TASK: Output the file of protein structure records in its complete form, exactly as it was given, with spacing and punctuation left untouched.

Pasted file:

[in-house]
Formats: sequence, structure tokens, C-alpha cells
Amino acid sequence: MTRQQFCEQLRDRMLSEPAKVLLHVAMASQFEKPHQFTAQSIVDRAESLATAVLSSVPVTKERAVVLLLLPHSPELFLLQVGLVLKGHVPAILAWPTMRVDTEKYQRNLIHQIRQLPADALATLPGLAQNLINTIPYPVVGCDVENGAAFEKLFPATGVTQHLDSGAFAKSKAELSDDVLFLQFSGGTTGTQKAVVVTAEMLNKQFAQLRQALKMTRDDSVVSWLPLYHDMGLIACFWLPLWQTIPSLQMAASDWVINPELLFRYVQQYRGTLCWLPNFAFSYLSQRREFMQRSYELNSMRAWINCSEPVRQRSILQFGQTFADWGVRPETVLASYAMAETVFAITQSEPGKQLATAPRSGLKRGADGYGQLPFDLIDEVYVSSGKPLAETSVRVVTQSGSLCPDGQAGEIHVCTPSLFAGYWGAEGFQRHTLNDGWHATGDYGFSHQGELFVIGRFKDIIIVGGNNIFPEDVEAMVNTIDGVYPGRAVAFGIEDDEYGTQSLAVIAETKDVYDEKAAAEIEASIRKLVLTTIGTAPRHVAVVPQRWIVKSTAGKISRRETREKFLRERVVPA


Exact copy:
[in-house]
Formats: sequence, structure tokens, C-alpha cells
Amino acid sequence: MTRQQFCEQLRDRMLSEPAKVLLHVAMASQFEKPHQFTAQSIVDRAESLATAVLSSVPVTKERAVVLLLLPHSPELFLLQVGLVLKGHVPAILAWPTMRVDTEKYQRNLIHQIRQLPADALATLPGLAQNLINTIPYPVVGCDVENGAAFEKLFPATGVTQHLDSGAFAKSKAELSDDVLFLQFSGGTTGTQKAVVVTAEMLNKQFAQLRQALKMTRDDSVVSWLPLYHDMGLIACFWLPLWQTIPSLQMAASDWVINPELLFRYVQQYRGTLCWLPNFAFSYLSQRREFMQRSYELNSMRAWINCSEPVRQRSILQFGQTFADWGVRPETVLASYAMAETVFAITQSEPGKQLATAPRSGLKRGADGYGQLPFDLIDEVYVSSGKPLAETSVRVVTQSGSLCPDGQAGEIHVCTPSLFAGYWGAEGFQRHTLNDGWHATGDYGFSHQGELFVIGRFKDIIIVGGNNIFPEDVEAMVNTIDGVYPGRAVAFGIEDDEYGTQSLAVIAETKDVYDEKAAAEIEASIRKLVLTTIGTAPRHVAVVPQRWIVKSTAGKISRRETREKFLRERVVPA